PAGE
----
Will Britain’s most unpredictable ever general election be a game-changer?

By Larry Neild Source:Global Times Published: 2015-5-5 23:43:01

Britons will on Friday celebrate the 70th anniversary of the defeat of the Nazis at the end of WWII. 24 hours before Victory in Europe festivities commence, a new "Battle of Britain" will be played out in all four corners of the UK at the general election.

Thursday's election might be the most decisive, and unpredictable, since the end of WWII in 1945, according to some analysts.

For many observers, one thing is certain, the man walking through the doors of 10 Downing Street as Prime Minister will be either the present incumbent, Conservative David Cameron or the current leader of the official opposition, Labour's Ed Miliband.

What is uncertain will be the structure of government British people wake up to on Friday after the votes in 650 parliamentary constituencies have been counted.

England has 523 constituencies, Scotland 59, Wales 40 and Northern Ireland 18, meaning the party winning 326 seats will win an outright majority.

Even the most astute political groupies are unable to offer an educated guess on the outcome of this year's election.

The Conservative and Labour are more or less neck-and-neck in the final few days before polling starts at 7 am local time on May 7.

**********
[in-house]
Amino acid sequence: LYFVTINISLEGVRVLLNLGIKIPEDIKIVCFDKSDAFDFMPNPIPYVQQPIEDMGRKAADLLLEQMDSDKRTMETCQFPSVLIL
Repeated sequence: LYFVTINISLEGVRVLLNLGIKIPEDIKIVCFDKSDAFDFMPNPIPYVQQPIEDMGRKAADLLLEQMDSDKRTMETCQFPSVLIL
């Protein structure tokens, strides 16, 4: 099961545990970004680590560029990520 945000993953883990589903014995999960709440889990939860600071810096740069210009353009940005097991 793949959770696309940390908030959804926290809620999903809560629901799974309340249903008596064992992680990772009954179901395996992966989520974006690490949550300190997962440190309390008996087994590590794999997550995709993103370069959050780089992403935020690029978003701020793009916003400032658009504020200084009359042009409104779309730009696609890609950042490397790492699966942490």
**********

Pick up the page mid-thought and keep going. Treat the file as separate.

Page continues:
Despite party leaders insisting deals won't be struck with minority parties, the expectation is neither of the big two will reach that golden target of 326 seats. Inevitably deals will be struck, and a flurry of behind-the-scenes negotiations will take place between party managers away from the gaze of a news-hungry media spotlight.

The make-up of the last parliament was Conservative 302, its coalition partner Liberal Democrats 56, Labour 256, others 36.

Among the smaller parties, the Scottish National Party currently run the separate Scottish Parliament, though it only has six Members of Parliament at Westminster, against Labour's 40, with the Conservatives holding just one parliamentary seat north of Hadrian's Wall, separating the two regions.

The anti-Europe United Kingdom Independence Party is expected to pick up tens of thousands of votes from people disaffected from the big three parties, though it is not expected to translate into more than a handful of gains. That's because of Britain's first-past-the-post system which takes no account of the percentage of votes gathered by individual parties. But with coalitions looking to be a feature of future governments, the electoral system may see changes, despite the failed effort made by the Liberal Democrats to do so under the last administration.

The author is a writer with the Xinhua News Agency. The article first appeared in Xinhua. opinion@globaltimes.com.cn

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